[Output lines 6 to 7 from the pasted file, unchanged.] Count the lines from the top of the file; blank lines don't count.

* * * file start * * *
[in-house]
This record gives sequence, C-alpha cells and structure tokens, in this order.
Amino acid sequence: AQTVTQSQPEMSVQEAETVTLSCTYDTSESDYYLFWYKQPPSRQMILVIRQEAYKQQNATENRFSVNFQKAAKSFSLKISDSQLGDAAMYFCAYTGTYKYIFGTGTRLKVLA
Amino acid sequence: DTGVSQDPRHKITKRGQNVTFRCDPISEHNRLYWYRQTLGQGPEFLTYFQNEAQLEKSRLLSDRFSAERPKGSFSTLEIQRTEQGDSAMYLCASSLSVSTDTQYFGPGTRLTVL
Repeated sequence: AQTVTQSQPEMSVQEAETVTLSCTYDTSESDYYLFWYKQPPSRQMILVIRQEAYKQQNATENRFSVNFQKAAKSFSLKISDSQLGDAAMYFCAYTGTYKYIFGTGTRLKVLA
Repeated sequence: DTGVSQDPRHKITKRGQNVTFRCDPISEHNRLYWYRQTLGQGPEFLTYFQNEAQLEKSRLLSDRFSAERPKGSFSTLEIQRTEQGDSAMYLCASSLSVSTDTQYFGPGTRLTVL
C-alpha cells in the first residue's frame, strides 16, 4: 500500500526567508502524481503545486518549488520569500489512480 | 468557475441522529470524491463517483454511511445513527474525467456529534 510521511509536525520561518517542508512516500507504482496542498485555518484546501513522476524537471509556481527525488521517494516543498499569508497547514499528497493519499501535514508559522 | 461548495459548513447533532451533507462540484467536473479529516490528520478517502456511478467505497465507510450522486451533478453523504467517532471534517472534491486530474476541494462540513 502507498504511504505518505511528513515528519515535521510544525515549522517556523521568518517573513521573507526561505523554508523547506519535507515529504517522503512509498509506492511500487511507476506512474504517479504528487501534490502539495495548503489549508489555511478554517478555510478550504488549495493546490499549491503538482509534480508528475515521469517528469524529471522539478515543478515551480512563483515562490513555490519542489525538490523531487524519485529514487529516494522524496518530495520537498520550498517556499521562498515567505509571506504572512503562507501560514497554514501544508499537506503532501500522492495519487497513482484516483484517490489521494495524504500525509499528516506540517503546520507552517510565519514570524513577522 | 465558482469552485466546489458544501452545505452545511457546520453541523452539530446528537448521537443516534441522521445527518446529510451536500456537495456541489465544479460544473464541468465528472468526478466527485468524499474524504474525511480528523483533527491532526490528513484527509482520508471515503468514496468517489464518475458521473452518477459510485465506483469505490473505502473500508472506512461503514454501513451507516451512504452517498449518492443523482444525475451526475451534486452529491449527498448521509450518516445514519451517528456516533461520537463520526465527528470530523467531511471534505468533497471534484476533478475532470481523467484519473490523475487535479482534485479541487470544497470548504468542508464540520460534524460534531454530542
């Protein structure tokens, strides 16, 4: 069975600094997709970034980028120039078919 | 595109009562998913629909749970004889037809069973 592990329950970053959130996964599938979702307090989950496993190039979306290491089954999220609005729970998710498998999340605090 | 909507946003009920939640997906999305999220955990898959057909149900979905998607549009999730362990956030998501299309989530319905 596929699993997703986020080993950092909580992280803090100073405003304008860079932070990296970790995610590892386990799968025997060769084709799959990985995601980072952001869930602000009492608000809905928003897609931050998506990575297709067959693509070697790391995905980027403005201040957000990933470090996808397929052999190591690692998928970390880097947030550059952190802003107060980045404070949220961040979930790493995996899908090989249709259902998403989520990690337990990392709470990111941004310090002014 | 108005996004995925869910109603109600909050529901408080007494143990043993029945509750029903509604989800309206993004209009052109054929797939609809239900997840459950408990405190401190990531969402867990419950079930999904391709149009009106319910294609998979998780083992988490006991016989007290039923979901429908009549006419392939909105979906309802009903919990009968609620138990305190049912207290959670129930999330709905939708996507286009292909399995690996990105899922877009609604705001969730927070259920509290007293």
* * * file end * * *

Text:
Repeated sequence: DTGVSQDPRHKITKRGQNVTFRCDPISEHNRLYWYRQTLGQGPEFLTYFQNEAQLEKSRLLSDRFSAERPKGSFSTLEIQRTEQGDSAMYLCASSLSVSTDTQYFGPGTRLTVL
C-alpha cells in the first residue's frame, strides 16, 4: 500500500526567508502524481503545486518549488520569500489512480 | 468557475441522529470524491463517483454511511445513527474525467456529534 510521511509536525520561518517542508512516500507504482496542498485555518484546501513522476524537471509556481527525488521517494516543498499569508497547514499528497493519499501535514508559522 | 461548495459548513447533532451533507462540484467536473479529516490528520478517502456511478467505497465507510450522486451533478453523504467517532471534517472534491486530474476541494462540513 502507498504511504505518505511528513515528519515535521510544525515549522517556523521568518517573513521573507526561505523554508523547506519535507515529504517522503512509498509506492511500487511507476506512474504517479504528487501534490502539495495548503489549508489555511478554517478555510478550504488549495493546490499549491503538482509534480508528475515521469517528469524529471522539478515543478515551480512563483515562490513555490519542489525538490523531487524519485529514487529516494522524496518530495520537498520550498517556499521562498515567505509571506504572512503562507501560514497554514501544508499537506503532501500522492495519487497513482484516483484517490489521494495524504500525509499528516506540517503546520507552517510565519514570524513577522 | 465558482469552485466546489458544501452545505452545511457546520453541523452539530446528537448521537443516534441522521445527518446529510451536500456537495456541489465544479460544473464541468465528472468526478466527485468524499474524504474525511480528523483533527491532526490528513484527509482520508471515503468514496468517489464518475458521473452518477459510485465506483469505490473505502473500508472506512461503514454501513451507516451512504452517498449518492443523482444525475451526475451534486452529491449527498448521509450518516445514519451517528456516533461520537463520526465527528470530523467531511471534505468533497471534484476533478475532470481523467484519473490523475487535479482534485479541487470544497470548504468542508464540520460534524460534531454530542